Cattelan created the toilet in 2016 for the Solomon R. Guggenheim Museum in New York City. It was made in a foundry in Florence, cast in several parts that were welded together. Made to look like the museum's other Kohler toilets, it was installed in one of the museum's bathrooms for visitors to use. A special cleaning routine was put in place. The museum stated that the work was paid for with private funds.

According to the museum, over 100,000 people waited in line to use America, which was guarded by a security guard posted outside the bathroom. According to Cattelan, the work was made of 103 kilograms of gold, which in September 2019 was valued at more than four million dollars as bullion. As an artwork, it has been estimated as high as six million.

In September 2017, when the museum declined a White House request to loan its 1888 Van Gogh painting Landscape with Snow for President Donald Trump's private rooms, curator Nancy Spector offered to loan America instead. Any reply by the White House was not reported.

In September 2019, America was installed at Blenheim Palace in the United Kingdom, where it was available for use as part of an exhibition of Cattelan's works. It was placed in a water closet formerly used by Winston Churchill.

On 14 September, the sculpture was stolen. A representative of Blenheim had earlier commented that because America was plumbed in, and potential thieves would be aware of its use, security was not much of an issue. Because it had been connected to the building's water pipes, the theft caused structural damage and flooding to the World Heritage Site. Two men were arrested and released in connection with the incident.>>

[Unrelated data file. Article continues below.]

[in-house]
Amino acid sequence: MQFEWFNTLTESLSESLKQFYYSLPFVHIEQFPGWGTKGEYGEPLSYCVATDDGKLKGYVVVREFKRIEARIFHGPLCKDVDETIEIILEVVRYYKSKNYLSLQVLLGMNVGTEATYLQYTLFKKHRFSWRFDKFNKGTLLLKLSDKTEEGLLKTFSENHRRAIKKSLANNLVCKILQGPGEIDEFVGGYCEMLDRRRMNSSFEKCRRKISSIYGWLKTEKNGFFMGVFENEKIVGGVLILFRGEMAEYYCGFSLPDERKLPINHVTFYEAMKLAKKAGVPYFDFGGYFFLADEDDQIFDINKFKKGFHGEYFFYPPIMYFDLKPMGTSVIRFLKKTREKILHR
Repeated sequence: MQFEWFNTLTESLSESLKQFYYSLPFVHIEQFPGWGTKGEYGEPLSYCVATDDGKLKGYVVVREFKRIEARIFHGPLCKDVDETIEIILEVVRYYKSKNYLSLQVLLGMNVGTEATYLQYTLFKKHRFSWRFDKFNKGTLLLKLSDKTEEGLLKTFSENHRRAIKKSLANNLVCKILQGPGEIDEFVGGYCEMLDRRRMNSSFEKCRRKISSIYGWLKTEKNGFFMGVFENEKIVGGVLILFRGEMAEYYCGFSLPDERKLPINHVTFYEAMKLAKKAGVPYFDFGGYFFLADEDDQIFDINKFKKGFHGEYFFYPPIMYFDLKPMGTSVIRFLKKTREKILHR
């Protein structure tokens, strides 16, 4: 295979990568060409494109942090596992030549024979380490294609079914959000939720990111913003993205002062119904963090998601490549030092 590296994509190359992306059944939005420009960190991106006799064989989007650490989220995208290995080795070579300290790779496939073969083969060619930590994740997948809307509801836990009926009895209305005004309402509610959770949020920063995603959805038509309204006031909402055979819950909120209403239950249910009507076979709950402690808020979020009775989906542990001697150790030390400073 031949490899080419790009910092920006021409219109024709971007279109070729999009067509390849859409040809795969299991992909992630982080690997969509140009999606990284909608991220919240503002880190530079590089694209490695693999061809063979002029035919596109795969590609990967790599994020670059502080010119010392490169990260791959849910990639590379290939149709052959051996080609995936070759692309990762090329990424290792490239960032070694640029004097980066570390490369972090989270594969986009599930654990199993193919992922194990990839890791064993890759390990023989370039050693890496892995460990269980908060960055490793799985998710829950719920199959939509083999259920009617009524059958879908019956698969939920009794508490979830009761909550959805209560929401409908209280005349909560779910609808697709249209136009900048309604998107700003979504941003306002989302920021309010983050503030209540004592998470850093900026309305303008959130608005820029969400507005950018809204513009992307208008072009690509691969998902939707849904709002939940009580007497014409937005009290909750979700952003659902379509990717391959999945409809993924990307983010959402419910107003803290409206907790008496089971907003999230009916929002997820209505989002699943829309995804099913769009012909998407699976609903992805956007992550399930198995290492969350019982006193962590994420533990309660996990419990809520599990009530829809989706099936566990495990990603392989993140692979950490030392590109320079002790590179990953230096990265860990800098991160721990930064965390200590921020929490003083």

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Re: Tracing Gold's Cosmic Origin Story

Post by neufer » Thu Jan 21, 2021 11:37 pm

bystander wrote:
Thu Jan 21, 2021 3:51 pm
neufer wrote:
Thu Jan 21, 2021 3:17 pm
https://en.wikipedia.org/wiki/Thomas_Gold wrote:
<<Thomas Gold (also known as Tommy Gold), (May 22, 1920 – June 22, 2004) was an Austrian-born astrophysicist, a professor of astronomy at Cornell University, a member of the U.S. National Academy of Sciences, and a Fellow of the Royal Society (London).
What is the relevance of this?
    • All that is Gold does not glitter,
      Not all those who wander are lost;
      The old that is strong does not wither,
      Deep roots are not reached by the frost.
      From the ashes a fire shall be woken,
      A light from the shadows shall spring;
      Renewed shall be blade that was broken,
      The crownless again shall be king.
    — J.R.R. Tolkien, The Riddle of Strider,
    The Lord of the Rings: The Fellowship of the Ring
Art Neuendorffer

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Re: Tracing Gold's Cosmic Origin Story

Post by Mercury » Wed Jan 27, 2021 5:11 pm

This story is now on the radio: The John Batchelor Show: The Origin of All the Gold in the Universe